Clinical Evidence Handbook

A Publication of BMJ Publishing Group

Breast Pain

 


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Am Fam Physician. 2016 May 15;93(10):872-873.

Author disclosure: Amit Goyal is an author of references cited in this review.

Breast pain (mastalgia) may be cyclic (worse before a period) or noncyclic, originating from the breast or the chest wall, and occurs at some time in 70% of women.

  • Cyclic breast pain resolves spontaneously in 20% to 30% of women but tends to recur in up to 60% of women.

  • Noncyclic pain responds poorly to treatment but tends to resolve spontaneously in about one-half of women.

  • An accurate diagnosis of true breast pain should be made, and other non-breast pathology should be excluded. The differential diagnosis includes pain arising from the chest wall.

We found limited evidence that topical diclofenac may be effective at relieving symptoms of cyclic and noncyclic breast pain, but it has been associated with adverse effects.

  • There is consensus that topical non-steroidal anti-inflammatory drugs (NSAIDs) are effective in relieving breast pain and should be considered as a first-line treatment, as the benefits are thought to outweigh the risk of adverse effects.

We found insufficient evidence to assess the effects of oral NSAIDs on breast pain.

We do not know whether topical NSAIDs are more effective than oral NSAIDs at reducing breast pain.

Danazol, tamoxifen, and gonadorelin analogues (goserelin) may reduce breast pain, but all can cause adverse effects. These agents would usually be prescribed only by a subspecialist.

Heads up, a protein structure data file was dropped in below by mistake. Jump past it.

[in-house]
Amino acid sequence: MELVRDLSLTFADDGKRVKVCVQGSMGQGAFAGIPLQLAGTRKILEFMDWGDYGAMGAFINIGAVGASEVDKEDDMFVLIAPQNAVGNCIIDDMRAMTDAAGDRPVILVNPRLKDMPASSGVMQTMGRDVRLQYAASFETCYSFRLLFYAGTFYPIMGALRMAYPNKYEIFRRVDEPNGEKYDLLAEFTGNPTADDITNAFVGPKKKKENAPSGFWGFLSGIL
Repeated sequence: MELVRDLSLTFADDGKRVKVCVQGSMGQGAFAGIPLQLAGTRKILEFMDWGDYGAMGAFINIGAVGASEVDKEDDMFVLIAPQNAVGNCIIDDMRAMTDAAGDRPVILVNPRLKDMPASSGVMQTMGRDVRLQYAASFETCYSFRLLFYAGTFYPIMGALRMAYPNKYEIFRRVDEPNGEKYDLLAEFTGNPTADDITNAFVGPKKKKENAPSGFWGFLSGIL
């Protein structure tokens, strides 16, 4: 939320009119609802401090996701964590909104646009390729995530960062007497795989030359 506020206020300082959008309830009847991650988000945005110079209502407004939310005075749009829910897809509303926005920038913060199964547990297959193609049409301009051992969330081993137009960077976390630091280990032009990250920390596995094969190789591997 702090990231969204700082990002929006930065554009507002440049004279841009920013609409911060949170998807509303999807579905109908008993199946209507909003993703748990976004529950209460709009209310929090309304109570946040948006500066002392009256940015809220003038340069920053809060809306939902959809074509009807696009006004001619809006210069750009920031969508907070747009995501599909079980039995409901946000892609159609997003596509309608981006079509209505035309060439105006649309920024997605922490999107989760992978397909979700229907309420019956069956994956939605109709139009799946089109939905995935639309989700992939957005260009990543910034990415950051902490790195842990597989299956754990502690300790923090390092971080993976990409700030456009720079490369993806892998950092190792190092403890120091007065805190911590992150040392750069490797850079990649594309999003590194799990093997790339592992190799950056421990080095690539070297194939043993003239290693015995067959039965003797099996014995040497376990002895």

• Danazol can cause weight gain, deepening of the voice, menorrhagia, and muscle cramps, and has androgenic effects on a fetus.

  • There is consensus to limit the use of tamoxifen to no more than six months at a time under expert supervision, and with appropriate nonhormonal contraception, because of the high incidence of adverse effects, including teratogenicity and venous thromboembolism.

  • Goserelin injection is associated with vaginal dryness, hot flashes, decreased libido, oily skin or hair, decreased breast size, and irritability. There is consensus that goserelin injections should be reserved for severe refractory mastalgia and that treatment should be limited to six months.

  • Danazol may be less effective than tamoxifen at reducing breast pain and has a less favorable adverse effect profile compared with tamoxifen (10 mg daily).

  • Tamoxifen (10 mg daily), under expert supervision, or danazol may be considered when first-line treatments are ineffective.

  • Tamoxifen (20 mg daily) may increase the risk of venous thromboembolism.

There is consensus that progestogens do not have a role in treating mastalgia.

We do not know whether the combined oral contraceptive pill or wearing a bra reduces breast pain, as we found no randomized controlled trials.

Author disclosure: Amit Goyal is an author of references cited in this review.

This is one in a series of chapters excerpted from the Clinical Evidence Handbook, published by the BMJ Publishing Group, London, U.K. The medical information contained herein is the most accurate available at the date of publication. More updated and comprehensive information on this topic may be available in future print editions of the Clinical Evidence Handbook, as well as online at http://www.clinicalevidence.bmj.com (subscription required).

This series is coordinated by Kenny Lin, MD, MPH, Associate Deputy Editor for AFP Online.

A collection of Clinical Evidence Handbook published in AFP is available at http://www.aafp.org/afp/bmj.



 

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